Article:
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At the top of its range Tegile has added the T3800 all-flash array, a 2U box that starts with 44TB of raw flash in SanDisk 2TB eMLC drives. It offers 350,000 IOPS and scales to an effective (ie, assuming a 5x data reduction ratio) capacity of nearly 1.7PB when up to two Tegile 4U expansion boxes are added.
Meanwhile, Tegile has added the T3400 hybrid array, albeit a hybrid array that can comprise up to 50% flash compared to around 5% on the previously top of the range HA2800. The T3400 is a 2U box that scales from 22TB and offering up to 250,000 IOPS comprised of a 50/50 split between SanDisk 2TB drives for data and 200GB HGST drives for metadata.
Flash capacity on the existing HA2800 maxes out at 4.4TB, and can be used as an all-flash array, but expansion shelves with HDDs see it potentially achieve a total hybrid capacity of 742TB.
With added 4U expansion boxes the T3400 can scale to a shade under 1.1PB. Tegile’s expansion boxes have 72 slots for 2.5” drives and can house either 2TB flash or 1TB HGST 7,200rpm HDD.
Tegile uses SanDisk 2TB eMLC flash. eMLC is a name given to MLC flash that originated in consumer products but has been beefed up for enterprise use. Tegile claims write endurance for its flash drives of 10PB of writes in constant use for around seven years.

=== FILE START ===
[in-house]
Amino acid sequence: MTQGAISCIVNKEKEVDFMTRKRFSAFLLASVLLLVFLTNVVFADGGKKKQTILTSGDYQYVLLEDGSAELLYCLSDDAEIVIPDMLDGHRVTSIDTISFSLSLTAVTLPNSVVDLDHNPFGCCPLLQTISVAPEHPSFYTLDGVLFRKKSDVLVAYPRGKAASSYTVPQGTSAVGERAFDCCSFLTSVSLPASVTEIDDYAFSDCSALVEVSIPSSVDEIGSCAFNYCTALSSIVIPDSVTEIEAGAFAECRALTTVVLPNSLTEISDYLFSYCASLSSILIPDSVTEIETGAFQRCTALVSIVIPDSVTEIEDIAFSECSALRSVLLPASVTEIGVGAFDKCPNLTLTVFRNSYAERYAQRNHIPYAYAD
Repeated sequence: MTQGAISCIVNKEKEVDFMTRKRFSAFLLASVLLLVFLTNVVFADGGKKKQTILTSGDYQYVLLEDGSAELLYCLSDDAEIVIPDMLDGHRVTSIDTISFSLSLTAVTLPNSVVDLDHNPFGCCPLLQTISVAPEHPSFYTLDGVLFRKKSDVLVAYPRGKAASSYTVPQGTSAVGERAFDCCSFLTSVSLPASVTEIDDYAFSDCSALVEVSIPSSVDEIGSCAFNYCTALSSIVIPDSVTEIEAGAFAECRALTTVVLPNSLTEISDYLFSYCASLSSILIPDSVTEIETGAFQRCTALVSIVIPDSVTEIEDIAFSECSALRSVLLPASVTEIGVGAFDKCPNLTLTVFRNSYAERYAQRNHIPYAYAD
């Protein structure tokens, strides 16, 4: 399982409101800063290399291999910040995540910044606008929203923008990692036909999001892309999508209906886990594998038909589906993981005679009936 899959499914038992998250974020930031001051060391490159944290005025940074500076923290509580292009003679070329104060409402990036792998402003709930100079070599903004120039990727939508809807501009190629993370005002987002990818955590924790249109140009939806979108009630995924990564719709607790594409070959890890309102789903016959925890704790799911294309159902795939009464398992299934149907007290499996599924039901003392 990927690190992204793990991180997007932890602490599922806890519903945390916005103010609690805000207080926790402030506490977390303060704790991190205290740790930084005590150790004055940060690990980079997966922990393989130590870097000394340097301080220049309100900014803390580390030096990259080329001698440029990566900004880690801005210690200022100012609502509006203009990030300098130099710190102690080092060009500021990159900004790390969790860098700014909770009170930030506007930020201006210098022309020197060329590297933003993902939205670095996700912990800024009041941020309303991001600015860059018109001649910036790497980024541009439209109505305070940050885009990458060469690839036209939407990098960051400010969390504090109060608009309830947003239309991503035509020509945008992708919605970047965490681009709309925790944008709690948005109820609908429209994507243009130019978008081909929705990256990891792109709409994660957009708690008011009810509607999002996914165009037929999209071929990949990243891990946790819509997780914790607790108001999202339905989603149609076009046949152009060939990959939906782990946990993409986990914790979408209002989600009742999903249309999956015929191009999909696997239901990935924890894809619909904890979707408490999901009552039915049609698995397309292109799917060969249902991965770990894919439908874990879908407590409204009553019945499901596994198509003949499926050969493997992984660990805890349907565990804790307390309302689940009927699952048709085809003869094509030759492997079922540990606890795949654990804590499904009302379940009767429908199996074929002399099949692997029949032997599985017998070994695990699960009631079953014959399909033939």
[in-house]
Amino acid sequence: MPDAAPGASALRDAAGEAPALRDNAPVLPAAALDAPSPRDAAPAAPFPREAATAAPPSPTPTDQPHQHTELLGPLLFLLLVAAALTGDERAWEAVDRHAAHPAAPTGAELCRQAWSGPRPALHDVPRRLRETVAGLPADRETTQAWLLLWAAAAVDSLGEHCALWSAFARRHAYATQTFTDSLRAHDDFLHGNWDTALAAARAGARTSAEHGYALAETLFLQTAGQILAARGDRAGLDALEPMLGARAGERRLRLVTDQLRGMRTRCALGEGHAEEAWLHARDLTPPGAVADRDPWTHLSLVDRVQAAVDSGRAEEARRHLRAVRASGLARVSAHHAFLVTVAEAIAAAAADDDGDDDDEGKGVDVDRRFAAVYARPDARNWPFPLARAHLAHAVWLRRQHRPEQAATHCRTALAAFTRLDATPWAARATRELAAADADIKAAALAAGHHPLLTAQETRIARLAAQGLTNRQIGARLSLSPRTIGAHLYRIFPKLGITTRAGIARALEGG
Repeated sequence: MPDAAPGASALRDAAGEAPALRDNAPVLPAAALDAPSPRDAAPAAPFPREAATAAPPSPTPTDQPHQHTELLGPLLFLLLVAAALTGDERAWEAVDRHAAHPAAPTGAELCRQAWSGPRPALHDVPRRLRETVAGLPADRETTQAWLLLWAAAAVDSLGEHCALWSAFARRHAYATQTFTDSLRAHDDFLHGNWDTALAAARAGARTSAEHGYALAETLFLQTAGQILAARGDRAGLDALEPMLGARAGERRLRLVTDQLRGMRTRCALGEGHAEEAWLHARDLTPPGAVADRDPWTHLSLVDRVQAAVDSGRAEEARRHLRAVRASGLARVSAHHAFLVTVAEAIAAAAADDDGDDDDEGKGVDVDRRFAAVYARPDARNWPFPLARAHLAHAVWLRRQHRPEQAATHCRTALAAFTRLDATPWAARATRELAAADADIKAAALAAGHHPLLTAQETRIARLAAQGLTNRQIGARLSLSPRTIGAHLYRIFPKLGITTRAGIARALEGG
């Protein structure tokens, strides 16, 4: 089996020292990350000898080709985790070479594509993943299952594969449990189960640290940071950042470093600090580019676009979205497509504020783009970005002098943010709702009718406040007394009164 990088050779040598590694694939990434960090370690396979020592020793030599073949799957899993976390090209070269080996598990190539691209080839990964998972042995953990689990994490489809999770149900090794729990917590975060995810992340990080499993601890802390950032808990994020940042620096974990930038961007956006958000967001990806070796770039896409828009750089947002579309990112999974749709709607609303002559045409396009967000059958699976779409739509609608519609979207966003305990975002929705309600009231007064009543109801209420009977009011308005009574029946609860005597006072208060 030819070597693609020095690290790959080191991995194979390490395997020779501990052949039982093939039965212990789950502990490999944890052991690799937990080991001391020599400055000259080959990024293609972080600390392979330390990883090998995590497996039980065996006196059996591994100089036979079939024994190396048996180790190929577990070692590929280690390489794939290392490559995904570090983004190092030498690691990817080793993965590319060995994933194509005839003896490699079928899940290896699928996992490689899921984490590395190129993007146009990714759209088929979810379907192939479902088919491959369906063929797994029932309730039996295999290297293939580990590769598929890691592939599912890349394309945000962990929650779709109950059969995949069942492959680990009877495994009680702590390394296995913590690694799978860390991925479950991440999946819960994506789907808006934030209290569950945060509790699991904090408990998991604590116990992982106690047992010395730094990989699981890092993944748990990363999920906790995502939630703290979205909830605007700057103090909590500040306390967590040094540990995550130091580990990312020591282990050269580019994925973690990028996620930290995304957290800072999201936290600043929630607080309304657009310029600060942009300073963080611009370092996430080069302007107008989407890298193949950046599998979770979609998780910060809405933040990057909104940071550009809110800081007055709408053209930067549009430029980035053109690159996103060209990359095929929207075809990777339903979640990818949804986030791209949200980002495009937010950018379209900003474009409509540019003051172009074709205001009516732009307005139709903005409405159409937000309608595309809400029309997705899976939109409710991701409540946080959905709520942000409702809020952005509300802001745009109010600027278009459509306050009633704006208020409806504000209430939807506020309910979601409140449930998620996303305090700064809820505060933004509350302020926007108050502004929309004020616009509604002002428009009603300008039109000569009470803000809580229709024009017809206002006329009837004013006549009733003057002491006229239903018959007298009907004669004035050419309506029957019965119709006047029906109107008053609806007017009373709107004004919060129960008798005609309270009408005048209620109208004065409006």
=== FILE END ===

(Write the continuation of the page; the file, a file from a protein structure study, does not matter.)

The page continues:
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T is for Tegile
The two new boxes are additions to Tegile’s existing range of seven HA-prefixed hybrid flash arrays that range from the entry-level HA2100 with 600GB of flash and total capacity of 22TB raw (up to five times that with dedupe and compression) up to the HA2800 with 4,400GB of flash and 44TB of raw capacity (also up to five times that figure with dedupe and compression).
Tegile’s multiprotocol (iSCSI, Fibre Channel and NAS) dual controller hybrid arrays use a combination of DRAM cache, MLC and SAS HDD storage tiers with a ZFS-based operating system adapted by Tegile to provide data deduplication, compression, Raid enhancements and a performance-boosting feature called Metadata Accelerated Storage System (MASS).
MASS allows data, once ingested, to be dealt with via just its metadata headers rather than the full copy, and these are kept in cache or SSD tiers.
Why did Tegile feel the need to add these two devices? CEO Rob Commins said: “We talked to some customers with analytics and online transactional use cases and found a need to move them to performance-biased products such as the T3800.
“But where there is, for example, a retail user with databases and a requirement for low latency but also capacity-based need, for example for product images or video, then they need some bulk storage too, as in the T3400.”
Why the new T prefix? Commins said the existing HA prefix stood for high availability, but with all Tegile devices being dual controller this had become redundant and it had now adopted a simple “T for Tegile”.